So his assessment of the cottage in Parramatta, earmarked for demolition to make room for a new museum dedicated to the demolition of old useless things while hallowing them is embarrassing…

This is why he is employed by the government. He is useful in placing pro-demolition views in the Daily Telegraph while “bashing the union movement”. Priceless.

So here we go… Like in the battle to save Geoffrey’s cottage, I am sure we can find ways to influence the minister and the whole Berejiklian government to shift the museum to another location to be disclosed at a latter date...

The headline of the Daily Telegraph is "just a bit of fun" as often seen on "Mad as Hell"...
headline  PLEASE!!!!!

Note the "not particularly"...
Meanwhile the "green bans" are in place till...

DT's union bashing   DT's union bashing


NOTE that according to the laws of NSW should someone else demolish a building such as this, this someone else would be sent to prison for 5 years and unable to build anything on the site for at least 10 years... and I think Don knows "the law"...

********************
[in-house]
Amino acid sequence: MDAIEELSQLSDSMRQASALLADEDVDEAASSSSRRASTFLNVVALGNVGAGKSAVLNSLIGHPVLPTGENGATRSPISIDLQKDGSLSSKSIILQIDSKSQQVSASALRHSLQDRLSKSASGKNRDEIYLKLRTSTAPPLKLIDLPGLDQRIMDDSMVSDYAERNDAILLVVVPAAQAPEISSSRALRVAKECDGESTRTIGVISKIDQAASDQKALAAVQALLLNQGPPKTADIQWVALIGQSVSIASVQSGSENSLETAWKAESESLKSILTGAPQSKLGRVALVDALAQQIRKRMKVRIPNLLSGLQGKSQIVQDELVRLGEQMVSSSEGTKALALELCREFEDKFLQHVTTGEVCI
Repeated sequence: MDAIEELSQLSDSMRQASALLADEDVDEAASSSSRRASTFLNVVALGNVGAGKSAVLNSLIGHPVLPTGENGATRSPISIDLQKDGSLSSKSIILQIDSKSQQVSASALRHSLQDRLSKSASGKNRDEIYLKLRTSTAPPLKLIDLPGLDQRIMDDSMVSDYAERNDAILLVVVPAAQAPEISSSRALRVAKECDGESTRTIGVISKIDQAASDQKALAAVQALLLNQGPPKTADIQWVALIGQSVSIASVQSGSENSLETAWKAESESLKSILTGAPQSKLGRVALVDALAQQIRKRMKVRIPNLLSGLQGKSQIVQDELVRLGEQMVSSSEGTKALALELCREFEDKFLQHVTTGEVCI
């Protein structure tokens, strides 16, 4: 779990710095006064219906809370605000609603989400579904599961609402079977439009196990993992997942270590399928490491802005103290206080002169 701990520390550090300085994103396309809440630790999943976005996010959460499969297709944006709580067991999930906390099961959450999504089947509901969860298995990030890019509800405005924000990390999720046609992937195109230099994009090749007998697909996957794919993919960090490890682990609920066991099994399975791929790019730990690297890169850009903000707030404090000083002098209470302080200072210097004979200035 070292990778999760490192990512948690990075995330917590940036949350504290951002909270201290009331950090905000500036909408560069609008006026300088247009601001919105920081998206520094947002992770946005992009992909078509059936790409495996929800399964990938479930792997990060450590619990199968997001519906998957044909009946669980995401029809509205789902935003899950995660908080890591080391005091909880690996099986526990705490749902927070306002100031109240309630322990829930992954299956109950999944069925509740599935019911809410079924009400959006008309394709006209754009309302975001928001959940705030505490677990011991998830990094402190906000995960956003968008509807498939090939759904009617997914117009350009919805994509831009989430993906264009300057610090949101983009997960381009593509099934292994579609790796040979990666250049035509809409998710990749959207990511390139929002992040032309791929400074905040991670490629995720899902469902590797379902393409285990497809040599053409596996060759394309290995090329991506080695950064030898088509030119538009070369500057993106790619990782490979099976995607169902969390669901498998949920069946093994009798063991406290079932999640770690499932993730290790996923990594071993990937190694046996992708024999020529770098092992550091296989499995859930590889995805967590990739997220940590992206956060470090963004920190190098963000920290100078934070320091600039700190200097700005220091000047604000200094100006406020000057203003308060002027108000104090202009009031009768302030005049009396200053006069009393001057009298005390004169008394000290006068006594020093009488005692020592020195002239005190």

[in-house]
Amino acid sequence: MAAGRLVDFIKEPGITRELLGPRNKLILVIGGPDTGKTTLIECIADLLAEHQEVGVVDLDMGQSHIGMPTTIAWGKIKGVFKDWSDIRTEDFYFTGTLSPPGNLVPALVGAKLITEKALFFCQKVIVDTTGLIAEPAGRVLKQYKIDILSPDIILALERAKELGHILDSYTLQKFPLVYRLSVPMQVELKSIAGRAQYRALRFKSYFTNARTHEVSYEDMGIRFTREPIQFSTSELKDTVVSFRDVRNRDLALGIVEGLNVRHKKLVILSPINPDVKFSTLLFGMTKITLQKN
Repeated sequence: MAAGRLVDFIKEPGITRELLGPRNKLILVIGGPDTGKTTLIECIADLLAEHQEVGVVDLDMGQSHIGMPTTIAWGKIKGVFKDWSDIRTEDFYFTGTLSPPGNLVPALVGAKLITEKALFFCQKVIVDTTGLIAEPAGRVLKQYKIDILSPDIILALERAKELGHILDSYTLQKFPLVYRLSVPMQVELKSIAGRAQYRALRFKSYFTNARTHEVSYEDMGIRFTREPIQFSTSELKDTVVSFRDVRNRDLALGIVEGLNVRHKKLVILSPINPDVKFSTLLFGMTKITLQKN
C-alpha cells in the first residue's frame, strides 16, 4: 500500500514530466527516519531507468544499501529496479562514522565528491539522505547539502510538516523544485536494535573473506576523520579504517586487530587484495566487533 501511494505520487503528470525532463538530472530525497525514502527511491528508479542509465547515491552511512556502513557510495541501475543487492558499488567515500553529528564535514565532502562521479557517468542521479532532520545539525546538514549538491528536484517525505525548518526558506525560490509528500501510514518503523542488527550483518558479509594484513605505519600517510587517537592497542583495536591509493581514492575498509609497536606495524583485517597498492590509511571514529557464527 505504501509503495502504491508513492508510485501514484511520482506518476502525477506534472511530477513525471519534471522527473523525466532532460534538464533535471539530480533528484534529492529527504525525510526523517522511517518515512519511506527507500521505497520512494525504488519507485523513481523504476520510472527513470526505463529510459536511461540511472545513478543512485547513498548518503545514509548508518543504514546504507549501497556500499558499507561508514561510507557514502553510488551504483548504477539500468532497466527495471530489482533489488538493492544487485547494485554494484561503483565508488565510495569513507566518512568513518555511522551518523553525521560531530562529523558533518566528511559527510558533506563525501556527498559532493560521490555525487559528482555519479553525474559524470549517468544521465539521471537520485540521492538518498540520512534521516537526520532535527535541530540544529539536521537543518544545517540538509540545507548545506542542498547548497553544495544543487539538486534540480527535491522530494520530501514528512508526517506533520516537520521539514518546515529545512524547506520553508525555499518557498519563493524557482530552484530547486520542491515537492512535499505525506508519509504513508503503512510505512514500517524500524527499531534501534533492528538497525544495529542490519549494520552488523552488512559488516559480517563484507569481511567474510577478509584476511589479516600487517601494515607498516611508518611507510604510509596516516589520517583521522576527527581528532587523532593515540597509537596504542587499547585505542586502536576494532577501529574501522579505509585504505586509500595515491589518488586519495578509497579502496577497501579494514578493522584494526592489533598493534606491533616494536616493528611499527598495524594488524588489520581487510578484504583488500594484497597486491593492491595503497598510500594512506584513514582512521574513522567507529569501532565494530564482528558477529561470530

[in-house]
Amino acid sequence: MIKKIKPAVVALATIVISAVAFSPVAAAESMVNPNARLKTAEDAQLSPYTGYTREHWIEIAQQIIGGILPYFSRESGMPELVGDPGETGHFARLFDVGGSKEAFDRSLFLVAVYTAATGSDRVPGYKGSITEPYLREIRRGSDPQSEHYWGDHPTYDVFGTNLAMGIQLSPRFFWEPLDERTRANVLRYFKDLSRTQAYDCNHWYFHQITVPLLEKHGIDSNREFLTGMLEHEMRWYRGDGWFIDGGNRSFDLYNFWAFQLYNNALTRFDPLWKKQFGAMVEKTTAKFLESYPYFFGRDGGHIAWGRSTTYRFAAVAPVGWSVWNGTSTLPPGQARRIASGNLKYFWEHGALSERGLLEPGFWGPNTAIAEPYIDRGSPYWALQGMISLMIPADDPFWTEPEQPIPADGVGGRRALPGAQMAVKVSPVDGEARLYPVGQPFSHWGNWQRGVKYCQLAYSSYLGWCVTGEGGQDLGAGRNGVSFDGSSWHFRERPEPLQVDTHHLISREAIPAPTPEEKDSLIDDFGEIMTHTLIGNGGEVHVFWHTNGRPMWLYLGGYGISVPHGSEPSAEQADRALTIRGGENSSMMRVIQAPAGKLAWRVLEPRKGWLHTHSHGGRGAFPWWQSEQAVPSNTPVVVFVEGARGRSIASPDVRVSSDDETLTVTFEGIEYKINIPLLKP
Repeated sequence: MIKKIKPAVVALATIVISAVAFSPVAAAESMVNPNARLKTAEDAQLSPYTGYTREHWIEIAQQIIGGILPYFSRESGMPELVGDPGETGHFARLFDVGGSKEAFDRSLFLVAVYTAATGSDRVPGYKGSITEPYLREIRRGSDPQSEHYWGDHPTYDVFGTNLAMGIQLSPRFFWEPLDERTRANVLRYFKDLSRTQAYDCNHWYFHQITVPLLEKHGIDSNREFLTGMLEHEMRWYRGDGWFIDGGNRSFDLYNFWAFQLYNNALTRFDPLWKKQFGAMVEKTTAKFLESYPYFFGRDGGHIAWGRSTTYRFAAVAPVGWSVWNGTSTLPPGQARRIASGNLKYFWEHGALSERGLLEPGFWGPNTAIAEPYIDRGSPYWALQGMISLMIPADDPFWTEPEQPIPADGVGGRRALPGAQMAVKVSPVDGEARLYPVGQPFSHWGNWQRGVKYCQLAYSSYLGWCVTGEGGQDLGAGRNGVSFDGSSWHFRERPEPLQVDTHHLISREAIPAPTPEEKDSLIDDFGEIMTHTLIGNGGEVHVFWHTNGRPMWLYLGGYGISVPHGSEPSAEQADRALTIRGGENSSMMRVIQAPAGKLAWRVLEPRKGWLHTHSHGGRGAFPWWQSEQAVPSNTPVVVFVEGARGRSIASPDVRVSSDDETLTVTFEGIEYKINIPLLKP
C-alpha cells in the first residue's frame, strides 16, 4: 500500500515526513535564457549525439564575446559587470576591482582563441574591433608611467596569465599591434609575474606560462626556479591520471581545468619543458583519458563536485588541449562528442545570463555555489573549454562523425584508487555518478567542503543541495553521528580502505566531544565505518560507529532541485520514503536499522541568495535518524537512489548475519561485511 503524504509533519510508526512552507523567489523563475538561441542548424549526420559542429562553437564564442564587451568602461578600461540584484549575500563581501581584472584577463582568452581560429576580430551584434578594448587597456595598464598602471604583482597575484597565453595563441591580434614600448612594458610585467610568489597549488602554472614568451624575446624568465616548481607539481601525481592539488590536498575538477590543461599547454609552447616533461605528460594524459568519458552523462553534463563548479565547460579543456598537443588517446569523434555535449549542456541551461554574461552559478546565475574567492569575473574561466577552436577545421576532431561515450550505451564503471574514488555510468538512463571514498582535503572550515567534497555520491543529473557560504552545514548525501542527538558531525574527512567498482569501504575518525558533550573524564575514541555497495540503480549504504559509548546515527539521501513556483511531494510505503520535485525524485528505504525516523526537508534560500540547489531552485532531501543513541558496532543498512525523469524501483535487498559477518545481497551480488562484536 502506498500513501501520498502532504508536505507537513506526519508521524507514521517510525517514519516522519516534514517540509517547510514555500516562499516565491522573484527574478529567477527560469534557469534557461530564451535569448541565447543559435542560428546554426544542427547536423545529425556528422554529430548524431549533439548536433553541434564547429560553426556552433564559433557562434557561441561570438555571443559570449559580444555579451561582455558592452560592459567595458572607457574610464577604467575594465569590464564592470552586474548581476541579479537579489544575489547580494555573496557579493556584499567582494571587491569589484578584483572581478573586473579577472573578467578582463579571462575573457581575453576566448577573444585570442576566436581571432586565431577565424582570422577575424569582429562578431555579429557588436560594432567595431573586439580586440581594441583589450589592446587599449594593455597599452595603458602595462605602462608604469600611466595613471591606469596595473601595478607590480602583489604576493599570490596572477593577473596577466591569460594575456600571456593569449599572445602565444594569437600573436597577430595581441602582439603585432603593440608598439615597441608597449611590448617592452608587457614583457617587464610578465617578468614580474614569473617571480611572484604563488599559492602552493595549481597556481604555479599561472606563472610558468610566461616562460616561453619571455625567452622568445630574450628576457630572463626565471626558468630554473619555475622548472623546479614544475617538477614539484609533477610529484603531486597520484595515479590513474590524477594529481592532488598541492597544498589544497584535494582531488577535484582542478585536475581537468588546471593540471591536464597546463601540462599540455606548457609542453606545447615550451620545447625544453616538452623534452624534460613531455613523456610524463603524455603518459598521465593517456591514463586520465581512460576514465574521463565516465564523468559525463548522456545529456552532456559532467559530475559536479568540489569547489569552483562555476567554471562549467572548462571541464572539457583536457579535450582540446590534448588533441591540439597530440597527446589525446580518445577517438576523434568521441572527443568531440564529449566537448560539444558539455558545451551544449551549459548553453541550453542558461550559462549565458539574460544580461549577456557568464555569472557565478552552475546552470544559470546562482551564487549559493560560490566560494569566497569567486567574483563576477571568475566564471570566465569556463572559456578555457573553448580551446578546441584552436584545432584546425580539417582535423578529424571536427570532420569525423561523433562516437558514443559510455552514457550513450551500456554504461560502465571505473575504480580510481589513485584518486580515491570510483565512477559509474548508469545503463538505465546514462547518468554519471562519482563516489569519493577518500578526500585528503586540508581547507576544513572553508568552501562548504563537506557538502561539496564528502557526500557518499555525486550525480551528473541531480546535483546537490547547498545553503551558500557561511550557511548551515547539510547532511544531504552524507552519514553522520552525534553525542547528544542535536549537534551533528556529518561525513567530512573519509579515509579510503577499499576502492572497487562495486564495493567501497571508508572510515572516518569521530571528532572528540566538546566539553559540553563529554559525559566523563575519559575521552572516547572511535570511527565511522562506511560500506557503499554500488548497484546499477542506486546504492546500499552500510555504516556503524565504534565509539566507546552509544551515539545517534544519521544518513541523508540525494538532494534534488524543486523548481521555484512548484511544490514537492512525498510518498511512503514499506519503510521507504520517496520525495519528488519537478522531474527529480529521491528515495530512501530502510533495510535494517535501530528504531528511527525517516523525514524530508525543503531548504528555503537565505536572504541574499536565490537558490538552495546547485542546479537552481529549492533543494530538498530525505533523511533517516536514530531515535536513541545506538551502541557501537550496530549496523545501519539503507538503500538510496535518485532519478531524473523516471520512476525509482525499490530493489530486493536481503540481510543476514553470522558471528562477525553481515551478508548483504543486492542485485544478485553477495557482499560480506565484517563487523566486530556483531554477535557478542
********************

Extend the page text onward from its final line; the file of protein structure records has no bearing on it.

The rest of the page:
premier and co about to get booted...

Scandal spoils Gladys farewell party


By ALEX MITCHELL | On 19 February 2021

Premier Gladys Berejiklian and NSW Opposition Leader Jodi McKay slugged it out in Parliament House this week as if their political futures depended on it. 

Both NSW political leaders want to deliver a knock-out punch. All observers agree they are on the ropes and that neither can last the course. The Coalition has lost confidence in Berejiklian and NSW Labor has lost confidence in McKay.

If either leader were to face a party room vote of confidence, they would lose. Berejiklian may scramble together a dozen votes from her MPs while McKay would attract about half of that.

They aren’t being overthrown yet because neither side can agree on a suitable replacement. Party rooms are gripped by inertia – and lack of talent.